Muslim historians throughout the ages have speculated as to his reasoning for doing so, especially considering the subsequent opposition that arose to Yazid. However, keeping in mind the historical context of Mu‘awiya’s time makes it easier to understand why the switch to a hereditary system made sense.

Mu‘awiya’s time as caliph showed the emphasis he  placed on political unity  and harmony. After the political upheaval of ‘Ali’s caliphate, Mu‘awiya’s main challenge was keeping the Muslim world united under one command. Although he largely succeeded, there was no guarantee that all subsequent caliphs would be able to use external threats or political maneuvering to minimize internal divisions.

Mu‘awiya thus felt that the only way to preserve social unity and harmony was to simply bypass wars of succession and make the caliphate hereditary.

As it happened, however, the choice of Yazid was not without controversy. Unlike his father, he had never known the Prophet, and was thus without the aura that comes with being a Companion. Furthermore, rumors swirled in the holy cities of Mecca and Medina of the sinful life that Yazid led. Alcohol, singing girls and excessive luxuries were to be found in Yazid’s presence, a far cry from the pious and simple lifestyle Muhammad had preached.

Whether or not these allegations of wickedness were accurate, they were enough for some to revolt, such as ‘Abdullah ibn al-Zubayr, the son of the Zubayr who opposed ‘Ali. Compounding the problem were the desires of some in Iraq to see a descendant of ‘Ali take the title of caliph of the Muslim world.

‘Ali’s oldest son Hasan had already died in Mecca during Mu‘awiya’s reign, so support fell to his younger brother, Husayn. This grandson of Muhammad was attracted to the city of Kufa in

 Mesopotamia by promises of support from its people. Against the advice of ‘Abdullah ibn al-Zubayr, who warned him that the people of Iraq will desert him at their first opportunity, Husayn set out to establish a base in Iraq in 680 from which he could oppose the Syrian Umayyads, as his father had done twenty-five years earlier. True to ‘Abdullah’s prediction, the people of Kufa abandoned their support for Husayn before he even arrived. Yazid had already sent a new governor to the city to root out any opposition and ensure that the population does not rise up in revolt against him, and it appears to be this show of force that persuaded the people to abandon their promises of support.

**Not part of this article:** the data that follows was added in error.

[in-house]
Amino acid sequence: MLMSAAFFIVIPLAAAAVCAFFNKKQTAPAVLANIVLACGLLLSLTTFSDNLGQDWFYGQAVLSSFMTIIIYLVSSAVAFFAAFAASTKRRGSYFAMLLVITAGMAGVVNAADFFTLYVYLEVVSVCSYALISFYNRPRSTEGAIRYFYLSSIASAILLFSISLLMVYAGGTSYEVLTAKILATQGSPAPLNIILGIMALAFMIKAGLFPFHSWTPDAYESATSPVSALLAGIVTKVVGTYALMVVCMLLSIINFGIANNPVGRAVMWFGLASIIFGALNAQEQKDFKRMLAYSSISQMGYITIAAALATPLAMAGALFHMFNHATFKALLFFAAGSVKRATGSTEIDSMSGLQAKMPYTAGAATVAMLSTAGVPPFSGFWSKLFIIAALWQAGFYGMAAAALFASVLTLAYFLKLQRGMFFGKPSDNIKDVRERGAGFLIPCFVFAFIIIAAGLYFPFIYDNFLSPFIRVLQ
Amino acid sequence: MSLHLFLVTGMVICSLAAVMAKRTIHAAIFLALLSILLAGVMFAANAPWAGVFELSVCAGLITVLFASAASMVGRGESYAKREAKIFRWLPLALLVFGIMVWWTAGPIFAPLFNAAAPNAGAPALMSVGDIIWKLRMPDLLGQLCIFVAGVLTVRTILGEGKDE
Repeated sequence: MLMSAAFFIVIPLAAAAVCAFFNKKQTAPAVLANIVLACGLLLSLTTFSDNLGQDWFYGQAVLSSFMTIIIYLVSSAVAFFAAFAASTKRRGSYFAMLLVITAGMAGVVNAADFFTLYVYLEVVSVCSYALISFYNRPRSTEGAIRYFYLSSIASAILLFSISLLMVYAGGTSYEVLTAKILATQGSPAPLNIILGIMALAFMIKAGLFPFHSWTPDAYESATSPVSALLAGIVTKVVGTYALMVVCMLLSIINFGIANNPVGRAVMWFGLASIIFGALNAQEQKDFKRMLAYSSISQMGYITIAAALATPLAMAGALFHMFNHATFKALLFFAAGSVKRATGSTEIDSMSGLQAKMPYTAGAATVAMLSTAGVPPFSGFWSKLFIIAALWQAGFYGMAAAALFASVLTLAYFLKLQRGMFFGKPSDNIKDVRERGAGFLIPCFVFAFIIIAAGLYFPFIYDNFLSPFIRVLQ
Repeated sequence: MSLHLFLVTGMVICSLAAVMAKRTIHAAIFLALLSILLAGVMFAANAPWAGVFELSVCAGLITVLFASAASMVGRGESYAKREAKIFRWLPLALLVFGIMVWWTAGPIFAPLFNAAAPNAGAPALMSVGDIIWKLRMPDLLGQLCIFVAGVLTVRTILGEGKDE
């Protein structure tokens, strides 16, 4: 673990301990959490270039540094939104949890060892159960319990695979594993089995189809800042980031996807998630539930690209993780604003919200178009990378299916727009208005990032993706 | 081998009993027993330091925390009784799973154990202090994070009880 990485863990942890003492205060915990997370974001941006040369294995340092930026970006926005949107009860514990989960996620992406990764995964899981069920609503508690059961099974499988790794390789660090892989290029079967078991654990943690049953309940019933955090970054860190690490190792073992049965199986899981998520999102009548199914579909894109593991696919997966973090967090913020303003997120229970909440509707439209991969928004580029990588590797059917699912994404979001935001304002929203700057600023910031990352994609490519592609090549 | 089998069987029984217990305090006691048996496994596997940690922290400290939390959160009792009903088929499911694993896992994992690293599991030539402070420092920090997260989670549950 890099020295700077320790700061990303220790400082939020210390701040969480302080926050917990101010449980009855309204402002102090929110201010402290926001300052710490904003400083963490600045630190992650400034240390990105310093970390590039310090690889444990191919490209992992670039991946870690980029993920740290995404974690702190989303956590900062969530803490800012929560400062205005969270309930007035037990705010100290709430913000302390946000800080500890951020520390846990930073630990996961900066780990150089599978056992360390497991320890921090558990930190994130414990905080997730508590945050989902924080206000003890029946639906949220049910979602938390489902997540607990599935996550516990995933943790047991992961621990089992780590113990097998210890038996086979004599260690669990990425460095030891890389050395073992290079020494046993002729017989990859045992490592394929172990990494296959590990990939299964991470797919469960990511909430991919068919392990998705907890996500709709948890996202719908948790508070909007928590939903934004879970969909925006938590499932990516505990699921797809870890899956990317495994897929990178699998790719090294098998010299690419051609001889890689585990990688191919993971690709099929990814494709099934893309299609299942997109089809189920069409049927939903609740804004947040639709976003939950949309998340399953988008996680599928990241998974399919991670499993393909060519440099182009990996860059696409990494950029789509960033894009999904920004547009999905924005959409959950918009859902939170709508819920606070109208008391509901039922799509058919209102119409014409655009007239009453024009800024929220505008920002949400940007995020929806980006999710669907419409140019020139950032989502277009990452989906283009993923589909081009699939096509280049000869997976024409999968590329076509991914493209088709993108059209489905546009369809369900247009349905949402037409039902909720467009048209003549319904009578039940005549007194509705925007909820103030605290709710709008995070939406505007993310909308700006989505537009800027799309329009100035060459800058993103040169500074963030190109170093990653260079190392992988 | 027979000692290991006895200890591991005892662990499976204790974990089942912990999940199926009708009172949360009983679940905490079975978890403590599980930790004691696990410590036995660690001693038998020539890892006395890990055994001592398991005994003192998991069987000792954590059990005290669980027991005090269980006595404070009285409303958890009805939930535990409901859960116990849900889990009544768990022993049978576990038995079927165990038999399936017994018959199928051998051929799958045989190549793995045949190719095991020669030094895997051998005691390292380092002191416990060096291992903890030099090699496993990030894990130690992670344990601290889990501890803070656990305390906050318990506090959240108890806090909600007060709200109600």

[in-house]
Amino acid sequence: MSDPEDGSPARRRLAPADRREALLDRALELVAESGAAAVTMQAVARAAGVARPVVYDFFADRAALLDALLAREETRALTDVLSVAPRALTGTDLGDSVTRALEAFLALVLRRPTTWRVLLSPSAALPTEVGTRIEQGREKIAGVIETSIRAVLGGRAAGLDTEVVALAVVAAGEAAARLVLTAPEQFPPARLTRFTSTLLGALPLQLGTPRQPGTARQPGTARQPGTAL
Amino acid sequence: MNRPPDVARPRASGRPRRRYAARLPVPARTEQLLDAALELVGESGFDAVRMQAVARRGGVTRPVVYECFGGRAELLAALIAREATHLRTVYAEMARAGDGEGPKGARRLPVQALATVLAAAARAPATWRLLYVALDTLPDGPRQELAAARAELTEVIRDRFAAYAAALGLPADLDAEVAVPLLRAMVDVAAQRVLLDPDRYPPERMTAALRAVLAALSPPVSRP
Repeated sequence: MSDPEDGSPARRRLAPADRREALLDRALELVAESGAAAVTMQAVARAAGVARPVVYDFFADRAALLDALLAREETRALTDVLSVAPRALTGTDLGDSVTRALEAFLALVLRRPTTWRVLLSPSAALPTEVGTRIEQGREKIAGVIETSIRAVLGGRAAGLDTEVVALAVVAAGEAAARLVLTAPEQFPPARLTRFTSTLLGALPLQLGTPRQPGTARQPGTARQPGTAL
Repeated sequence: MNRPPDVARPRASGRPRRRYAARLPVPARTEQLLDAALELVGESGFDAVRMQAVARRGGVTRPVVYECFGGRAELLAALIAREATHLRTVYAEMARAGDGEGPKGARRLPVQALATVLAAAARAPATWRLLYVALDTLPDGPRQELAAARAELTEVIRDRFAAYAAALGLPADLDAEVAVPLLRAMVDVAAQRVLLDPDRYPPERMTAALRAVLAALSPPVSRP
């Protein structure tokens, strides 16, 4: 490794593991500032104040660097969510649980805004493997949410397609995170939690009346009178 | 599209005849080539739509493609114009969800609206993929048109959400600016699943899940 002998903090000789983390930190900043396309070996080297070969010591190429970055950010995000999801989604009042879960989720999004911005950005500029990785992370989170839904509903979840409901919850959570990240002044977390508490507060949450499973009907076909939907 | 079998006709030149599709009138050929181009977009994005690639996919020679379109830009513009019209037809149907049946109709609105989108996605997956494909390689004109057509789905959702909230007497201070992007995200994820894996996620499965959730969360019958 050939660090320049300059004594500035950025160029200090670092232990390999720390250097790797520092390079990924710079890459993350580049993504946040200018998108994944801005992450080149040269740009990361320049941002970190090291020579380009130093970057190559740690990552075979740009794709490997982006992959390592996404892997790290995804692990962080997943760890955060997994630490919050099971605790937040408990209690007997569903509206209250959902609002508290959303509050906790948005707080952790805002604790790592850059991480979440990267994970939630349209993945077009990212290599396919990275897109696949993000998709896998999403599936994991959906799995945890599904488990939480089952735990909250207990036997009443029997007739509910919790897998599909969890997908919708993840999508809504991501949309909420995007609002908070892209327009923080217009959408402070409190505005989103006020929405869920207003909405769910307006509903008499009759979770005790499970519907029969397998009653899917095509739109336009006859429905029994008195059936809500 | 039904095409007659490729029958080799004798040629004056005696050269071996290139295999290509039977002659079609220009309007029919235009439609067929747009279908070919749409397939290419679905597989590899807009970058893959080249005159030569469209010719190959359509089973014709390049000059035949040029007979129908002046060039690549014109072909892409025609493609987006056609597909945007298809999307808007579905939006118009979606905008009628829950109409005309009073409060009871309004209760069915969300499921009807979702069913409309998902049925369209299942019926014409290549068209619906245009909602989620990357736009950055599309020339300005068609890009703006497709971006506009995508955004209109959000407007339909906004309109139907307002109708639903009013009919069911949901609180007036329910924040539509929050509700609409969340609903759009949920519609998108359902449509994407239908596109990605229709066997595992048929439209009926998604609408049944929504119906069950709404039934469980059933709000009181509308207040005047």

Husayn had been counting on that support and only travelled with about seventy family members and friends, hardly a force capable of overthrowing Yazid. At the plain of Karbala about 80 kilometers north of Kufa, Husayn was surrounded by Yazid’s forces, which proceeded to kill the would-be rebel and most of his supporters. The Battle of Karbala would later become one of the founding legends of a new, divergent strain of Islam, the Shi‘a.

‘Abdullah ibn al-Zubayr’s revolt did not fare much better. After the killing of Husayn, popular support throughout the Muslim world was against the Umayyad government. Husayn was, after all, the Prophet’s dearly beloved grandson, and killing someone who had the Prophet’s blood flowing through him was a shock to many of the more pious-minded.

‘Abdullah used this opposition to Yazid to bolster his own revolt against the Umayyads, which he declared in Mecca in 680, after Husayn’s death. With such support, ‘Abdullah’s revolt could not be stamped out as easily as Husayn’s. In fact, Yazid was never able to do away with the revolt in the Hijaz and died in 683 without complete control over the Empire.

  After Yazid’s death, it seems that Umayyad control collapsed almost everywhere in the Muslim world. Yazid’s successor, a youth who seems to have had no interest in government, only ruled for a few months before his own death. ‘Abdullah declared himself caliph, and was given oaths of allegiance by people in Iraq, Egypt, and even the fringes of Syria itself.

 But through a mix of tribal politics and open fighting, the Umayyads managed to regain control of the caliphate under Marwan, a cousin of Mu‘awiya. Under Marwan and his son ‘Abd al-Malik, the Umayyads regained control of Syria, Egypt and Iraq, and eventually stamped out ‘Abdullah ibn al-Zubayr’s rebellion in Mecca by 692. The Umayyads had come back from the brink of extinction to regain complete control over the Muslim empire.

This certainly was not the tranquility and harmony Mu‘awiya had hoped for when he appointed his son as caliph,  but once the Umayyads were re- established, the period of civil wars between 680 and 692 seemed like nothing more than a small hiccup. In the late 600s and early 700s, the Umayyads continued with a second period of rapid military expansion and economic growth that would rival any period of expansion in Islamic history before or since.

To read more about the Lost Islamic History book Click the download button below to get it for free

Report broken link
Support this Website


for websites